The shocking events surrounding Neil Woodford’s Equity Income fund in recent months are a good reminder of how important it is to focus on risk, and not just return, when investing your money for the future. If you’re trusting someone else to invest your money, it’s essential to do your due diligence and understand the risks involved.
With that in mind, today I want to look at some of the main risks associated with another popular equity fund, Fundsmith.
Looking at the Fundsmith portfolio, the first risk that stands out to me is that the fund is highly concentrated. At 29 November, it only held 27 stocks. What this means is that, compared to your average equity fund (which probably holds 50 to 60 stocks), Fundsmith has a higher degree of stock-specific risk. If one or two holdings in the portfolio were to crash, the overall performance of the fund could be dragged down substantially.
Next, it’s worth noting that, due to fund manager Terry Smith’s approach to stock picking, many of the stocks in the Fundsmith portfolio trade at relatively high valuations. For example, Microsoft, which is a top holding in the portfolio, currently trades on a forward-looking price-to-earnings ratio of around 28. Similarly, PayPal, another top holding, currently trades on a forward P/E of 34. In a bear market, these kinds of stocks could potentially fall further than stocks that are trading at lower valuations.
High exposure to the US
You should also be aware that geographically, Fundsmith has a strong bias towards the US. Indeed, at 29 November, nearly two-thirds of the portfolio was invested in US-listed stocks. This means that if the US stock market was to take a large hit, the performance of the fund could suffer.
Fundsmith geographic split at 29 November 2019
Source: Fundsmith Factsheet 29 Nov 2019
In addition, be aware that at present, the fund is heavily biased towards three main sectors: consumer staples, technology, and healthcare.
Fundsmith sector allocation at 29 November 2019
Source: Fundsmith Factsheet 29 Nov 2019
If these sectors were to underperform, the fund’s performance could be negatively impacted.
Large fund size
Finally, investors should also be aware that Fundsmith’s assets under management are very high, at £18.8bn. This could potentially impact the fund’s investment choices going forward. It’s worth noting that wealth manager Charles Stanley recently dropped Fundsmith from its buy list amid “discomfort” over the size of the fund.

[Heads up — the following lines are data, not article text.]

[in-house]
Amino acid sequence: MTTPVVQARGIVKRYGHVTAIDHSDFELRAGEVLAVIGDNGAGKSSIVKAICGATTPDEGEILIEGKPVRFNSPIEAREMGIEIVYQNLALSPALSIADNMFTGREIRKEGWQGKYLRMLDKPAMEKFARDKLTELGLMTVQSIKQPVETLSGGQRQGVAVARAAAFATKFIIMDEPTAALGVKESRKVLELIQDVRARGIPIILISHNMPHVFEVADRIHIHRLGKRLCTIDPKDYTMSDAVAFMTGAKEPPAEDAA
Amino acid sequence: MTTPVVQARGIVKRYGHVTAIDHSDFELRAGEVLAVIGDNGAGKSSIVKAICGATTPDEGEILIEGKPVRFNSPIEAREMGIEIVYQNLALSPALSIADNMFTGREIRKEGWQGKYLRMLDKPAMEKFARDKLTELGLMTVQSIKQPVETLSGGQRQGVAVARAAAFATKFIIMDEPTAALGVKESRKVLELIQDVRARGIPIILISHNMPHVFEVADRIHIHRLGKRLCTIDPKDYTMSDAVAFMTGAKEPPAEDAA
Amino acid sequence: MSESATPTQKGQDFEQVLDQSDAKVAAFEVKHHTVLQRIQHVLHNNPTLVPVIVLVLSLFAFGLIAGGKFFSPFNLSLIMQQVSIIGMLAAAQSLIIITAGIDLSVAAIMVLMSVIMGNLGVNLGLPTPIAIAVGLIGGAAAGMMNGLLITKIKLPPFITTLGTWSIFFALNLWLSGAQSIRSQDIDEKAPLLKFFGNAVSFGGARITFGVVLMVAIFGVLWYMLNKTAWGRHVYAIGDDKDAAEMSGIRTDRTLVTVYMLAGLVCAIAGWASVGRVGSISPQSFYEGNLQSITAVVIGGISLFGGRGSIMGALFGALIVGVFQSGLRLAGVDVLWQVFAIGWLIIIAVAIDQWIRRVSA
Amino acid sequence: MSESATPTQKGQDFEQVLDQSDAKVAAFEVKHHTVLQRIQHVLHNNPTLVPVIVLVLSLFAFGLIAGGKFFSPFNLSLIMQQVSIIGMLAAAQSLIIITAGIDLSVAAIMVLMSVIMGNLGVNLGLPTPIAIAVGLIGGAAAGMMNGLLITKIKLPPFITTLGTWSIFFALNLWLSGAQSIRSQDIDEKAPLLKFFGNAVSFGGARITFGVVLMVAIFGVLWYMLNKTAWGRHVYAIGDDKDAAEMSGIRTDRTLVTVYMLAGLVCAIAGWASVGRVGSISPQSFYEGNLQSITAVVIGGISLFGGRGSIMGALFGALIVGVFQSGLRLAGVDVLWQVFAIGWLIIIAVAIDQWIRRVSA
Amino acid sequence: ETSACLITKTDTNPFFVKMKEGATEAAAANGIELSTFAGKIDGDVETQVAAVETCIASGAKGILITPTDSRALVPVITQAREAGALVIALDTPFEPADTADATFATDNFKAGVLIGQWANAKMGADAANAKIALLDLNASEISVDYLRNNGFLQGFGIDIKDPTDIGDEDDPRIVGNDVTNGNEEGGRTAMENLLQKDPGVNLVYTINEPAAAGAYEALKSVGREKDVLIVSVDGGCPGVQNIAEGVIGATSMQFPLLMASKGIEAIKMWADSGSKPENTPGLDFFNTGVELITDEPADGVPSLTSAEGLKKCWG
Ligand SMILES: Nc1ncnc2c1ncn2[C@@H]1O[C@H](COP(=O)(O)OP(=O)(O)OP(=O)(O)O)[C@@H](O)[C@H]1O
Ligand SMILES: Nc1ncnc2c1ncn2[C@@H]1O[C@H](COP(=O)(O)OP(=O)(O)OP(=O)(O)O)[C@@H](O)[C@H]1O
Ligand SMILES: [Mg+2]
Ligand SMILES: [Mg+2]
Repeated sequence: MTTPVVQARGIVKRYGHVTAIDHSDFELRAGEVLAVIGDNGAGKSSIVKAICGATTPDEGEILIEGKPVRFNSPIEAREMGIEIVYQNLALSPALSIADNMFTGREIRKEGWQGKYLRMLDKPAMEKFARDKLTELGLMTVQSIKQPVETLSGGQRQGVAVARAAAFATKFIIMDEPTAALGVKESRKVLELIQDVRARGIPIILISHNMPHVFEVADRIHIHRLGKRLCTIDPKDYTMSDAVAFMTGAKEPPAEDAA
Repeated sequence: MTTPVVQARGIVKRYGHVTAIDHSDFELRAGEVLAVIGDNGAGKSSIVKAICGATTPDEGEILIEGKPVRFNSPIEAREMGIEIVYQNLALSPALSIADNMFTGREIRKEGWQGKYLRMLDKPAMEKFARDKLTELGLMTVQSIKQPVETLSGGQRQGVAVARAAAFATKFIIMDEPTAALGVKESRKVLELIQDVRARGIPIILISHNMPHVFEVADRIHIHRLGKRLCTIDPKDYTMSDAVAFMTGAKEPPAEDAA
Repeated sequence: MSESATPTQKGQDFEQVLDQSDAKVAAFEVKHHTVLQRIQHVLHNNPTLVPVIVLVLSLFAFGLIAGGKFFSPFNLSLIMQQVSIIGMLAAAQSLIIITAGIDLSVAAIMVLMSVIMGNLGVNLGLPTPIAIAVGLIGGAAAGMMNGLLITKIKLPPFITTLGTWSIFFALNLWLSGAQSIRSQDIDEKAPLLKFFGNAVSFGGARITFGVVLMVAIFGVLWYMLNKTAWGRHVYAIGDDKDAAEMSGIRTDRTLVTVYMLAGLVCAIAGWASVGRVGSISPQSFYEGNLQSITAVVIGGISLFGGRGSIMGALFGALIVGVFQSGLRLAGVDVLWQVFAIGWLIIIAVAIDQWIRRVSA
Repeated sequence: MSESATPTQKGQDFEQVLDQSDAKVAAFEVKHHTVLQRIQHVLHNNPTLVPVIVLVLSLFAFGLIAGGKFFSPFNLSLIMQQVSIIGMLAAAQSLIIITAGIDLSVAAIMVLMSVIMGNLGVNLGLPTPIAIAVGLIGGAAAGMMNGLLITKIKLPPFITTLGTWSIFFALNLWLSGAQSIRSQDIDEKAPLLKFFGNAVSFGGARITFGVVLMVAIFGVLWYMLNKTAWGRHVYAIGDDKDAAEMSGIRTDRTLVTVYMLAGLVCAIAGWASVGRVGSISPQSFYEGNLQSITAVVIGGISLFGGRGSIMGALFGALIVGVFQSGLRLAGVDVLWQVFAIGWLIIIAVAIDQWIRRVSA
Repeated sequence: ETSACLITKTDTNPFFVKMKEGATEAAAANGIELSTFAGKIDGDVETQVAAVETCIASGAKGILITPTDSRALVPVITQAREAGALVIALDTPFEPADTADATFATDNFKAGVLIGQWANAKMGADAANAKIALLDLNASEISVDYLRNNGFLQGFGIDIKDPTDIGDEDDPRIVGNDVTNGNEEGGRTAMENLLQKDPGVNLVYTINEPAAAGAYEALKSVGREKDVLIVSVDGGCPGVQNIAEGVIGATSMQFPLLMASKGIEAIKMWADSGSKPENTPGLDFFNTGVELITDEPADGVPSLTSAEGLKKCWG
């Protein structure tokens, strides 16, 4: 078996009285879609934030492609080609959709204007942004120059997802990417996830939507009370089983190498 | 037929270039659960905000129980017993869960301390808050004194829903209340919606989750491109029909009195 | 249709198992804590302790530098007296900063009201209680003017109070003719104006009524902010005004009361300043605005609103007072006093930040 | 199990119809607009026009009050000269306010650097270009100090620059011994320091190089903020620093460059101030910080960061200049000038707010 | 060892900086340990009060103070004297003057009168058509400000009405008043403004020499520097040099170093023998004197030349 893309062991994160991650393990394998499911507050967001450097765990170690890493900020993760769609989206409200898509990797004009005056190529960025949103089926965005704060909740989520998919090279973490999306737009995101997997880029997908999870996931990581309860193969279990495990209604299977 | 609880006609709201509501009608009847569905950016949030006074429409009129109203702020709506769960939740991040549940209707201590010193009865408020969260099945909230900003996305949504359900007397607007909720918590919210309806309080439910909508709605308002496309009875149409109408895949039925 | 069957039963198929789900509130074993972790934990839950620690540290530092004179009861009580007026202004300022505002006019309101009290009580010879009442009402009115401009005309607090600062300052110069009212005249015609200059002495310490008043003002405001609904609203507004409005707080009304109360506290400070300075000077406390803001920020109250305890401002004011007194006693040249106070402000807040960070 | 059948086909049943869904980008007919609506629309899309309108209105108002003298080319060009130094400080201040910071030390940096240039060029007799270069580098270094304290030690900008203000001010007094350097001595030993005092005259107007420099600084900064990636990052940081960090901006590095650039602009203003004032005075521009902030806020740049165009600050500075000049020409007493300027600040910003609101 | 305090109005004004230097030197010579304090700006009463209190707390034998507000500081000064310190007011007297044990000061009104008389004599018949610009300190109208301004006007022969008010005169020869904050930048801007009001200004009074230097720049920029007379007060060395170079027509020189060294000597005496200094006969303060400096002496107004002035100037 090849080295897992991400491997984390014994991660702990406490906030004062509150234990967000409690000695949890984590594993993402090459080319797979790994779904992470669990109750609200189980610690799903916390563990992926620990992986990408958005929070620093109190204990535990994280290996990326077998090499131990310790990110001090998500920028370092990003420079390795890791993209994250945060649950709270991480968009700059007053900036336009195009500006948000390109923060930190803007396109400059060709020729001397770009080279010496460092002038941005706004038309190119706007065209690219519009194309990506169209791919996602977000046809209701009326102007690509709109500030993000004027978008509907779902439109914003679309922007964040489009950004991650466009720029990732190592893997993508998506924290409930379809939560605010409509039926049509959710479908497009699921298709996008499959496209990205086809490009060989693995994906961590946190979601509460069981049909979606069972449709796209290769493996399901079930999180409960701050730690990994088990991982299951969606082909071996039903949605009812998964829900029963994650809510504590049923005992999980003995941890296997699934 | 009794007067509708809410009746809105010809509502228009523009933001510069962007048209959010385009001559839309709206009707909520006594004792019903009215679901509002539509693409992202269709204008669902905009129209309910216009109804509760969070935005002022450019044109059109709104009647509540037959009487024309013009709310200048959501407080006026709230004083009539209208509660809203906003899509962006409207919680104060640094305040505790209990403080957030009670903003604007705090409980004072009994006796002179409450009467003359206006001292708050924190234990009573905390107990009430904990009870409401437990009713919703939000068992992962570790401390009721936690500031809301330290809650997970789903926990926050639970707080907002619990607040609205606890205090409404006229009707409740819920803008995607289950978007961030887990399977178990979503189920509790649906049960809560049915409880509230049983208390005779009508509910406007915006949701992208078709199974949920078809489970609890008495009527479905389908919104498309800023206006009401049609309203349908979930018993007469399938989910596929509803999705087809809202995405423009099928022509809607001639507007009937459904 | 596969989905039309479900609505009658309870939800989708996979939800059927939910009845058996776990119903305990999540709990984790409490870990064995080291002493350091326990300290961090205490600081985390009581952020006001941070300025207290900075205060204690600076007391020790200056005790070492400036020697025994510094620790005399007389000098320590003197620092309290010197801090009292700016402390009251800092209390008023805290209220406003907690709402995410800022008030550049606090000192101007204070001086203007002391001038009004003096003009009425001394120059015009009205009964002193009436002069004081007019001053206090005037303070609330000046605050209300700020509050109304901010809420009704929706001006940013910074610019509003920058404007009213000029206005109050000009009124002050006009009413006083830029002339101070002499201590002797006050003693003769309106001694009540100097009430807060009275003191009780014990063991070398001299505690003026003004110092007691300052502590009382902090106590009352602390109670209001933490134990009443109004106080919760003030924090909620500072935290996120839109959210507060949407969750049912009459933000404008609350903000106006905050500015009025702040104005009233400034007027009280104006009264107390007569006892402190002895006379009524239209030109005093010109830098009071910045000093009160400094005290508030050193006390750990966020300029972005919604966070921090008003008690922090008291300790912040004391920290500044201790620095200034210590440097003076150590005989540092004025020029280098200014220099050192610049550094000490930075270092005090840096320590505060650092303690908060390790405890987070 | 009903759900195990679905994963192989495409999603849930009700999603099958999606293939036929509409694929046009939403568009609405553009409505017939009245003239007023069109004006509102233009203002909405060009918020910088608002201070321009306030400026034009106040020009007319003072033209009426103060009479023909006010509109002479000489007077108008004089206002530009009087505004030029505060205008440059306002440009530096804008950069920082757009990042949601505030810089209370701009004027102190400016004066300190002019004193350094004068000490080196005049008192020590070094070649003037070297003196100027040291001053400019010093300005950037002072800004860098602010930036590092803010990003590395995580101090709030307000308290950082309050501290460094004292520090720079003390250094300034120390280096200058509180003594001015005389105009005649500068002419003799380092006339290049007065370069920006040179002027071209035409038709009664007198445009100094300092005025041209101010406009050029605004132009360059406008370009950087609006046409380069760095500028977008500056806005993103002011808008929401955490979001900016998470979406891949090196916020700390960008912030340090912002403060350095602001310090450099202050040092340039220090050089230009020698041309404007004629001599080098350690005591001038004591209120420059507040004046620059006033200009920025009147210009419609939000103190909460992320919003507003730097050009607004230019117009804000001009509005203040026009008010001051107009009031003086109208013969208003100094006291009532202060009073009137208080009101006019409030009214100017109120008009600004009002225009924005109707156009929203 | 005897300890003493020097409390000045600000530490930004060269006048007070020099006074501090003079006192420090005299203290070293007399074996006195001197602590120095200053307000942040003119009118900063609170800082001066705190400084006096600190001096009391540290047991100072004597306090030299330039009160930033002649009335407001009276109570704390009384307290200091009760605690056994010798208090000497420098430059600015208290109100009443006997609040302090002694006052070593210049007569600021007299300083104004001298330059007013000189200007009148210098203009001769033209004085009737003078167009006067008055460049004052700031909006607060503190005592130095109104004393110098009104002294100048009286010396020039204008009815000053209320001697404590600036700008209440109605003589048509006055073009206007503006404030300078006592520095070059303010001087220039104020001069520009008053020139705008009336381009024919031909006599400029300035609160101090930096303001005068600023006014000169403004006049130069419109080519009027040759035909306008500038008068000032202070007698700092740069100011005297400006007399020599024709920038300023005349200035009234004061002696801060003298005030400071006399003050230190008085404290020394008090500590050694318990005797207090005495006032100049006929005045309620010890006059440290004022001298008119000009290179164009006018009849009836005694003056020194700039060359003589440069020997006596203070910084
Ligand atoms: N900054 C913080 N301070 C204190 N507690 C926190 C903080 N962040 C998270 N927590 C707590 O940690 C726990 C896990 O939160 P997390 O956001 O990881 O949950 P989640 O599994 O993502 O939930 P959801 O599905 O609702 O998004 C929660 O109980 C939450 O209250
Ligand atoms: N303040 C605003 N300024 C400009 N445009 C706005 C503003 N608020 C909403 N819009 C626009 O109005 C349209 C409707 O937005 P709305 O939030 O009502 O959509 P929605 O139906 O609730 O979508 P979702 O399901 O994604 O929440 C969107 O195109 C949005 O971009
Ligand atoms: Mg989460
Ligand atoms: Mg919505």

Of course, these risks are not necessarily a reason to avoid the Fundsmith Equity fund. The fund has a brilliant performance track record, having delivered a return of around 360% since its launch in November 2010, and in my view, it looks well-positioned to keep generating gains for investors.
I see it as an excellent option for those looking for global equity exposure. Just make sure that you’re aware of the risks and that the fund is suited to your risk tolerance before investing.
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Edward Sheldon has a position in the Fundsmith Equity fund and owns Microsoft shares. Teresa Kersten, an employee of LinkedIn, a Microsoft subsidiary, is a member of The Motley Fool’s board of directors. The Motley Fool UK owns shares of and has recommended Microsoft and PayPal Holdings and recommends the following options: long January 2021 $85 calls on Microsoft and short January 2020 $97 calls on PayPal Holdings. Views expressed on the companies mentioned in this article are those of the writer and therefore may differ from the official recommendations we make in our subscription services such as Share Advisor, Hidden Winners and Pro. Here at The Motley Fool we believe that considering a diverse range of insights makes us better investors.
Motley Fool UK 2019